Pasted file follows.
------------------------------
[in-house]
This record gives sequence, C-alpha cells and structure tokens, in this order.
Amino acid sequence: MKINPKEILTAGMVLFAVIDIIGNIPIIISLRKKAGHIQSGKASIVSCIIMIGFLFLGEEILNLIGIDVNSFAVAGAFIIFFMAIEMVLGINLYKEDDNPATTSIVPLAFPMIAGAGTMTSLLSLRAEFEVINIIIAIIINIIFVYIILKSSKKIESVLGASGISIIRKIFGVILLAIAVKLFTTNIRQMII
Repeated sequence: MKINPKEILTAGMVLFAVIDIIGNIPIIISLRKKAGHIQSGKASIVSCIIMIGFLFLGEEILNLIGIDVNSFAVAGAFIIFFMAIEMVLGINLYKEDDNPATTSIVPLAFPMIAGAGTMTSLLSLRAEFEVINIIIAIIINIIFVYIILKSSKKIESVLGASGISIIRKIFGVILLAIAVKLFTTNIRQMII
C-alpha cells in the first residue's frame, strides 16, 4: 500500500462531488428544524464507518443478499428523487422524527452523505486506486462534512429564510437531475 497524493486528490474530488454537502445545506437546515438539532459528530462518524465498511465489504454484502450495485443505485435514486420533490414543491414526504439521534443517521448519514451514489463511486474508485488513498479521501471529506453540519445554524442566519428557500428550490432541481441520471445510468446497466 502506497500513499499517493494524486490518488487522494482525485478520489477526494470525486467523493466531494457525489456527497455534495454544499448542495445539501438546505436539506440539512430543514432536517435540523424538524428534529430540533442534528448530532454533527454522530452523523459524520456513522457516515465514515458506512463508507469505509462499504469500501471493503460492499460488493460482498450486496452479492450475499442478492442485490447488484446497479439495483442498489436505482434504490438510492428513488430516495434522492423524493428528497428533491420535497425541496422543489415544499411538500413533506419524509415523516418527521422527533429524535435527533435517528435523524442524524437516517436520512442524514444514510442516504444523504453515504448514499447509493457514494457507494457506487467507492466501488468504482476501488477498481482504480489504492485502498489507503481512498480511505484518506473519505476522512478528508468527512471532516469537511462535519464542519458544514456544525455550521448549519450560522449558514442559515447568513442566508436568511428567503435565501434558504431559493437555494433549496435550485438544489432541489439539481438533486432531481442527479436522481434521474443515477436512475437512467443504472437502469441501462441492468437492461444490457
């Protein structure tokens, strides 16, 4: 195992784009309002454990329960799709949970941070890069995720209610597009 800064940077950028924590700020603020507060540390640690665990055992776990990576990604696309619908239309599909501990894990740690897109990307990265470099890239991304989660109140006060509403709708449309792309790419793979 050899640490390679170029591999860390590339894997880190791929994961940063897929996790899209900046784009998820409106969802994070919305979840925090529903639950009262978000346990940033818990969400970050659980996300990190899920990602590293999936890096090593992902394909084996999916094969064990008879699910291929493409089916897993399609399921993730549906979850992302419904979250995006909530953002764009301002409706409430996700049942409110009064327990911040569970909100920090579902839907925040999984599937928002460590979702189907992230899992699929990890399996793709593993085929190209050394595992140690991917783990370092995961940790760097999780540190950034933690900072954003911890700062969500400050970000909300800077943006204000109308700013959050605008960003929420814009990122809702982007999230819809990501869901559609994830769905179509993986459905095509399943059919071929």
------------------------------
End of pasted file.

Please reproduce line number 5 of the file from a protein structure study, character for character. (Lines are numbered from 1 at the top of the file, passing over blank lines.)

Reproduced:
C-alpha cells in the first residue's frame, strides 16, 4: 500500500462531488428544524464507518443478499428523487422524527452523505486506486462534512429564510437531475 497524493486528490474530488454537502445545506437546515438539532459528530462518524465498511465489504454484502450495485443505485435514486420533490414543491414526504439521534443517521448519514451514489463511486474508485488513498479521501471529506453540519445554524442566519428557500428550490432541481441520471445510468446497466 502506497500513499499517493494524486490518488487522494482525485478520489477526494470525486467523493466531494457525489456527497455534495454544499448542495445539501438546505436539506440539512430543514432536517435540523424538524428534529430540533442534528448530532454533527454522530452523523459524520456513522457516515465514515458506512463508507469505509462499504469500501471493503460492499460488493460482498450486496452479492450475499442478492442485490447488484446497479439495483442498489436505482434504490438510492428513488430516495434522492423524493428528497428533491420535497425541496422543489415544499411538500413533506419524509415523516418527521422527533429524535435527533435517528435523524442524524437516517436520512442524514444514510442516504444523504453515504448514499447509493457514494457507494457506487467507492466501488468504482476501488477498481482504480489504492485502498489507503481512498480511505484518506473519505476522512478528508468527512471532516469537511462535519464542519458544514456544525455550521448549519450560522449558514442559515447568513442566508436568511428567503435565501434558504431559493437555494433549496435550485438544489432541489439539481438533486432531481442527479436522481434521474443515477436512475437512467443504472437502469441501462441492468437492461444490457